Here's what I scribbled on two pages of my yellow legal pad at the time (edited one year later to appease the Gods of spelling, grammar, and clarity):

 

$900-a-night (The Swag) $90-a-night (Stony Creek Motel)
Balcony room with an incredible long-range view of the mountains. Balcony room for $10 extra with a view of a single mountain if I lean out to one side. 
Noise machine in the room that can sound like a mountain stream. Actual mountain stream flowing right below the balcony. 
A modern programmable thermostat that's impossible to figure out. A simple old-school motel unit that worked great and will likely outlive everyone who reads this.
Phone in the room but no TV. TV in the room but no phone.
Walls and floors that can't dampen the stomping and talking sounds of other guests above. Same.
All staff wearing masks. Haha.
Shitty water pressure in the hand-tiled walk-in shower. Great water pressure in the pre-fab 1980s-era bathtub.
Strict no pets policy. Mauled with doggie love at check-in by the desk clerk's scrappy mutt that resembled a dirty mop head.
I could stroll across the dirt driveway and privately enter a national park. I could sprint across a busy four-lane highway to the Shell station and purchase local beer.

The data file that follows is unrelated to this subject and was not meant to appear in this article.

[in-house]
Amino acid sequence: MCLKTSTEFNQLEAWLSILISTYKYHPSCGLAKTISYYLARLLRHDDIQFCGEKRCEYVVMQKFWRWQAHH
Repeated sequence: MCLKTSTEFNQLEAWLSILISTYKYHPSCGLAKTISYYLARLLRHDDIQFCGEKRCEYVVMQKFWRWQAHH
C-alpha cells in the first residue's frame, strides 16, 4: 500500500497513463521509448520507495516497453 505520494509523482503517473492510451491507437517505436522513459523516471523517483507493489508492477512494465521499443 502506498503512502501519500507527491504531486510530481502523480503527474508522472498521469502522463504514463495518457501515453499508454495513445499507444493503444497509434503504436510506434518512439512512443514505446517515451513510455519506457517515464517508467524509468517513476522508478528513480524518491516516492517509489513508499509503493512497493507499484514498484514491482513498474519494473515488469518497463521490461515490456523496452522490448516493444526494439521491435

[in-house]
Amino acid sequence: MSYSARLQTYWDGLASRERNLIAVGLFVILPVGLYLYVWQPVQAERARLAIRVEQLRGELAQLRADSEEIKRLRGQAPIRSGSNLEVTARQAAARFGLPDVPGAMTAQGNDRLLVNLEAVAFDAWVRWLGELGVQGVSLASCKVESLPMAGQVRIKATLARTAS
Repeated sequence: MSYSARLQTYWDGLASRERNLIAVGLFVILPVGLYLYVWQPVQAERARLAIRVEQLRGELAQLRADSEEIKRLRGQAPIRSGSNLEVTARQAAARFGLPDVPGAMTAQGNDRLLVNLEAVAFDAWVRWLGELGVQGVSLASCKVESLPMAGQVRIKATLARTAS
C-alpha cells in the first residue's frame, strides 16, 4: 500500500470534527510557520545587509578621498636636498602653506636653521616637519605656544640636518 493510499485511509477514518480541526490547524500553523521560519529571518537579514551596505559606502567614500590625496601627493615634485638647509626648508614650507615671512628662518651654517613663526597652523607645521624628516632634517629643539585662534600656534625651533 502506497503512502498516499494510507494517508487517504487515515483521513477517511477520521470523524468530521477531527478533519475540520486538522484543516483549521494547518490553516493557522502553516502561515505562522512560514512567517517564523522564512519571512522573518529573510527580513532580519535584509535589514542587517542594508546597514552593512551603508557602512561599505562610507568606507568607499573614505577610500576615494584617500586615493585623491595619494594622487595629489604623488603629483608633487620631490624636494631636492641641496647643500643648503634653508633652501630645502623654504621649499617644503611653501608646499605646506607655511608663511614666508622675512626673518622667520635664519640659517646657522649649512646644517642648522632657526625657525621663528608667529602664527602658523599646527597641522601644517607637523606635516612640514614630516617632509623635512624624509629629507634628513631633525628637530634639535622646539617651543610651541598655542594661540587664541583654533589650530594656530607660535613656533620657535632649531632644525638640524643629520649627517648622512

I couldn't park my own car. I parked my car in front of my room.
Plenty of chef-driven food choices on the menu for each meal. No breakfast on Thanksgiving.
Old-fashioned combination wooden key locks with a rope pull were neat but a pain in the ass to deal with so I just left my room unlocked. An old-school motel key with a well-worn elongated diamond-shaped plastic emblem made me really nostalgic.
Obsequious staff trained to please guests at every turn. Nice ladies at the front desk who can't help you with your WI-FI problems.
Hand-hewn logs for walls reminiscent of the 1800s. Plywood walls were reminiscent of a 1970s suburban basement.
Rustic Appalachian elegance throughout with your own personalized hiking stick. Rustic in-room coffeemaker, microwave, and mini-fridge ... still operational.
Fellow guests come from around the globe decked to the nines for a specialized experience at a high-altitude Southern resort.  Fellow guests come from non-mountainous Southern locales with their rugrats and extended family members to stomp loudly in a mountainous locale.  
Charges $25 for a glass of red wine at dinner.  No wine, no dinner, and no whining. 
The majestic Cataloochee Divide Trail is right at your doorstep. Can walk to dinner at a nearby brewery along the sidewalk on the north side of the parkway. 
Will never stay here again unless it's comped again or I win the lottery. Will never stay here again because the WI-FI sucks. 

This year, I'm grateful for and thankful to anyone who reads this far in any article I write, especially one on this non-monetized blog. And, no, I'm not spending the holiday alone this time around. Thank you for reading this far, and happy Thanksgiving!

 

All photos and words by me, Blake Guthrie.

All prices mentioned are approximate and were accurate at the time I scribbled in my yellow legal pad on Thanksgiving, 2021.